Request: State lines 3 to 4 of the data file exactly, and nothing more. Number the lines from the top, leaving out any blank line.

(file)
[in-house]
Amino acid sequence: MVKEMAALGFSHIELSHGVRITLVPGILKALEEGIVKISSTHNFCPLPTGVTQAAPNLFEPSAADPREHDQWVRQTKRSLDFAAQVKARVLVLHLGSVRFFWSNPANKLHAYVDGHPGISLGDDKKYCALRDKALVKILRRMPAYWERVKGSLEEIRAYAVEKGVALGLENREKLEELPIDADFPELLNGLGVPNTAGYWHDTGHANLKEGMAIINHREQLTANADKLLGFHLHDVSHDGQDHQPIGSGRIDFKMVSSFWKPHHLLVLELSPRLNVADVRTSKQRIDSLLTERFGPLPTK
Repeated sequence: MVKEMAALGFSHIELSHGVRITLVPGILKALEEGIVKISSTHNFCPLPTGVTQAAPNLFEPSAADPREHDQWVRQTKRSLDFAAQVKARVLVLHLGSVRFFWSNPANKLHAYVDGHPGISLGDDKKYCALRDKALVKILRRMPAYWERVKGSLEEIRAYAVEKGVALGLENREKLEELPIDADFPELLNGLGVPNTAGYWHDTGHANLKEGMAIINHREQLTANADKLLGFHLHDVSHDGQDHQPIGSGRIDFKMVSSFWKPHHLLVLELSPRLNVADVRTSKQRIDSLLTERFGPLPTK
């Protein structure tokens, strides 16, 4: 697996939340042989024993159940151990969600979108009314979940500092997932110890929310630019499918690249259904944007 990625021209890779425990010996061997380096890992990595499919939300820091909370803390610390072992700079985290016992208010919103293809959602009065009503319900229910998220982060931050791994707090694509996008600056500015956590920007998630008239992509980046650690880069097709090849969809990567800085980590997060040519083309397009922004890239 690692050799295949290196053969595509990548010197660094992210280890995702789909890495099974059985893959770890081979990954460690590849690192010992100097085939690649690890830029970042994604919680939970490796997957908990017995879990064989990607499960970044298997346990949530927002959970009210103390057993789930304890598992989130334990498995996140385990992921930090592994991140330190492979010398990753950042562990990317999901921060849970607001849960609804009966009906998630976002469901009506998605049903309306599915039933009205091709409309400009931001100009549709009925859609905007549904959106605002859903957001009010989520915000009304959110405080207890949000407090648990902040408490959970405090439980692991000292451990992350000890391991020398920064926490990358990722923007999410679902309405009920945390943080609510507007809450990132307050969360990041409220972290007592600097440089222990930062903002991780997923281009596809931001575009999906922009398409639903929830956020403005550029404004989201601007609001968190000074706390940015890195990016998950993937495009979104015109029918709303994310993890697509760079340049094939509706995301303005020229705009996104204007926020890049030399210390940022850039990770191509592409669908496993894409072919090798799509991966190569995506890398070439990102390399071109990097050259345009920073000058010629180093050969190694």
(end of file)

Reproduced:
Repeated sequence: MVKEMAALGFSHIELSHGVRITLVPGILKALEEGIVKISSTHNFCPLPTGVTQAAPNLFEPSAADPREHDQWVRQTKRSLDFAAQVKARVLVLHLGSVRFFWSNPANKLHAYVDGHPGISLGDDKKYCALRDKALVKILRRMPAYWERVKGSLEEIRAYAVEKGVALGLENREKLEELPIDADFPELLNGLGVPNTAGYWHDTGHANLKEGMAIINHREQLTANADKLLGFHLHDVSHDGQDHQPIGSGRIDFKMVSSFWKPHHLLVLELSPRLNVADVRTSKQRIDSLLTERFGPLPTK
């Protein structure tokens, strides 16, 4: 697996939340042989024993159940151990969600979108009314979940500092997932110890929310630019499918690249259904944007 990625021209890779425990010996061997380096890992990595499919939300820091909370803390610390072992700079985290016992208010919103293809959602009065009503319900229910998220982060931050791994707090694509996008600056500015956590920007998630008239992509980046650690880069097709090849969809990567800085980590997060040519083309397009922004890239 690692050799295949290196053969595509990548010197660094992210280890995702789909890495099974059985893959770890081979990954460690590849690192010992100097085939690649690890830029970042994604919680939970490796997957908990017995879990064989990607499960970044298997346990949530927002959970009210103390057993789930304890598992989130334990498995996140385990992921930090592994991140330190492979010398990753950042562990990317999901921060849970607001849960609804009966009906998630976002469901009506998605049903309306599915039933009205091709409309400009931001100009549709009925859609905007549904959106605002859903957001009010989520915000009304959110405080207890949000407090648990902040408490959970405090439980692991000292451990992350000890391991020398920064926490990358990722923007999410679902309405009920945390943080609510507007809450990132307050969360990041409220972290007592600097440089222990930062903002991780997923281009596809931001575009999906922009398409639903929830956020403005550029404004989201601007609001968190000074706390940015890195990016998950993937495009979104015109029918709303994310993890697509760079340049094939509706995301303005020229705009996104204007926020890049030399210390940022850039990770191509592409669908496993894409072919090798799509991966190569995506890398070439990102390399071109990097050259345009920073000058010629180093050969190694």